Take the 2-minute tour ×
Graphic Design Stack Exchange is a question and answer site for Graphic Design professionals, students, and enthusiasts. It's 100% free, no registration required.

I am trying to find a very good monospace sans serif font to meet the requirements of a client.

However, despite there being a number of them out there, such as Deja Vu, Droid Sans Mono, Cousine, Liberation, and so on... it seems to be they all look basically the same. The differences between them are so subtle that only the most discerning font enthusiast would really note any variation.

I liked OCR-B because at least the lower case "l" had a nice curve at the bottom and not the bog-standard serif-like base on it, but it seems that font might be limited (...and I don't like the upper case Q...).

Are there any sans serif monospace fonts out there that innovate and break the monotony? Something pleasing to they eye that doesn't look like it was written by a typewriter in 1978?

Or am I just dreaming?

share|improve this question
1  
What are you using it for? I think most monospace fonts fall into two categories - either for programming or to resemble typewriter output. –  e100 Jan 26 '12 at 13:06
    
It's for a program that is trying to do something innovative with textual interface. It's kind of a long story, so suffice it to say that I'm trying to get a monospace font that is easy on the eyes and readable. –  Dave M G Jan 26 '12 at 13:42
1  
"Easy on the eyes" is very subjective! My personal favourite for readibility is Droid Sans Mono, but for practical purposes I mainly use Deja Vu Sans, because of the number of glyphs it contains, and because I like it almost as much to look at. But I don't think this is the type of answer you want... –  Mr Lister Jan 31 '12 at 20:39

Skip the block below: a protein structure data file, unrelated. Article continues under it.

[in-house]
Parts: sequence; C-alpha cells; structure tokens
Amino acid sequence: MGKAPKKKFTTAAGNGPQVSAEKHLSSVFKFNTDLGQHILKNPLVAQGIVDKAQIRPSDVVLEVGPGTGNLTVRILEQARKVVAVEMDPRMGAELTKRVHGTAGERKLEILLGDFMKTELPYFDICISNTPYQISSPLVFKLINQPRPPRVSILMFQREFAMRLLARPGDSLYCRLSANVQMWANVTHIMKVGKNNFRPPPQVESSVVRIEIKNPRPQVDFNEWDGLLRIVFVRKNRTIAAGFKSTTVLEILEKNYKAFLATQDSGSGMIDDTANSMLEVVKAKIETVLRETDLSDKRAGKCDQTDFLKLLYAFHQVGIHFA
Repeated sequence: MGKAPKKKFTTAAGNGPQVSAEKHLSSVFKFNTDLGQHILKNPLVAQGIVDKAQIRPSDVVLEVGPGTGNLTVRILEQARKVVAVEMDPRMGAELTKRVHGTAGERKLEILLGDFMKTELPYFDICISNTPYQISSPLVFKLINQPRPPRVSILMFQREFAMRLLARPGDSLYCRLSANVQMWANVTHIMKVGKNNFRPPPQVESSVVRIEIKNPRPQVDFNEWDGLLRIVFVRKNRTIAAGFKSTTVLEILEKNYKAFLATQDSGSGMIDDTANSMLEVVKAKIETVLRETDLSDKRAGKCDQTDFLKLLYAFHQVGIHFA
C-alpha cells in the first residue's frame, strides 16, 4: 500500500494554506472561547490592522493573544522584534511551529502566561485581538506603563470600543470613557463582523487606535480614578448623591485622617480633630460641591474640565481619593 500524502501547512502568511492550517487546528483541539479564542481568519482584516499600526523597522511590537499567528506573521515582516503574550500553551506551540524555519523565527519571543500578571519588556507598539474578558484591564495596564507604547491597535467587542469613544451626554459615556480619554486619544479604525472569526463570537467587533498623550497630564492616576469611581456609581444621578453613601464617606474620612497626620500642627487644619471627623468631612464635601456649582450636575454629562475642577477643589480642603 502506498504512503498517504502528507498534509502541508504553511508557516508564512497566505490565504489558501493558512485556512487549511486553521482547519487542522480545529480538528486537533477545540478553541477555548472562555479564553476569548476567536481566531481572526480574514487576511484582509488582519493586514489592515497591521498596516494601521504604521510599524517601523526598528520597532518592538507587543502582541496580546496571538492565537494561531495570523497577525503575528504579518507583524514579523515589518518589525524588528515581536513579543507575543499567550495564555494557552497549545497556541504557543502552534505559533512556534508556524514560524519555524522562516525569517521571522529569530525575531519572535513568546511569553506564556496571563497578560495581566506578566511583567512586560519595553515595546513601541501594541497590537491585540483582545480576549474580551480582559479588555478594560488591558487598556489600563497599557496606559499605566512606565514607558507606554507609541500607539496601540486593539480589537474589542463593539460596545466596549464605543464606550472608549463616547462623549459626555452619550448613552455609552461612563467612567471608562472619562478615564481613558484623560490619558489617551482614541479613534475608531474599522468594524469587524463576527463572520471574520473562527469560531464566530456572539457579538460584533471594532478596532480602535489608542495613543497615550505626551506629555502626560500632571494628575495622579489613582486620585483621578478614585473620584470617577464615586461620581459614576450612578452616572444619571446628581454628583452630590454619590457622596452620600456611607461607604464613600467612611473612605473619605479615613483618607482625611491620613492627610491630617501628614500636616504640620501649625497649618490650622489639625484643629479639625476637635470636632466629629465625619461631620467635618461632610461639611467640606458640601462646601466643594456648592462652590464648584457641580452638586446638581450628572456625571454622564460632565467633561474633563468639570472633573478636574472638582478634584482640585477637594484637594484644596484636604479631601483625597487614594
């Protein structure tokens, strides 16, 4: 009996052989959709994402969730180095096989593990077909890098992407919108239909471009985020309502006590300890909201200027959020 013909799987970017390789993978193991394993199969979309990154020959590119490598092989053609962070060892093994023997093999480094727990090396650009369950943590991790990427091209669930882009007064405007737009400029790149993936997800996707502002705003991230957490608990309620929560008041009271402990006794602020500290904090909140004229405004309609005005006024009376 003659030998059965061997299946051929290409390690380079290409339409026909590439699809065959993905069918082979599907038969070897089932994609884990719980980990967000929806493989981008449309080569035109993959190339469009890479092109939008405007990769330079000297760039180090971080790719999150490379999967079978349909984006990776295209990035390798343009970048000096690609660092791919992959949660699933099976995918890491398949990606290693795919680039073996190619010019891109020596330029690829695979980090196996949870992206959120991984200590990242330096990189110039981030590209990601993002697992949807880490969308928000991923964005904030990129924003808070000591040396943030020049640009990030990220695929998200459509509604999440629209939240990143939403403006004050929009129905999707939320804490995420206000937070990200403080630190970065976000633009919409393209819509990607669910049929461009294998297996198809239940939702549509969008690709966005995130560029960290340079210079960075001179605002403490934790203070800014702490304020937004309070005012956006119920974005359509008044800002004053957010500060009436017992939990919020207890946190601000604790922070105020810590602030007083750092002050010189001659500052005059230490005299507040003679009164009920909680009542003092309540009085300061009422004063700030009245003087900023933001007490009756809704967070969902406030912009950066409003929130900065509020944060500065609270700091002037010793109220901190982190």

1  
Ubuntu Mono might be different. –  queueoverflow May 8 at 19:06
add comment

2 Answers 2

up vote 4 down vote accepted

TL;DR: DejaVu Sans Mono

The fuller story:

Different features are important, depending on your intended use. If you're after something that will just produce columns or line up where you want, pick any font you like the look of.

If, on the other hand, it's important to be able to distinguish individual characters unambiguously, you need to compare certain character glyphs together. For the following sets, I've listed how the fonts that I've got on my system compare in order of good to bad; there are more mono fonts out there, but this will give you an idea.

[I've discounted Courier New and OCR-A because they are basically typewriter fonts.]

0O

(Zero and upper case "O")

  • Consolas and DejaVu Sans Mono have shapes inside the Zero to aid identification
  • Lucida Console and OCR-B make Zero slightly taller
  • Lucida Sans Typewriter has very little difference

1lI

(One, lower case "L" and upper case "I")

  • Lucida Console, Lucida Sans Typewriter, OCR-B and DejaVu Sans Mono have different serifs
  • Consolas only differ in angle for the top serif on the One and lower case "L"

2Z

(Two and upper case "Z")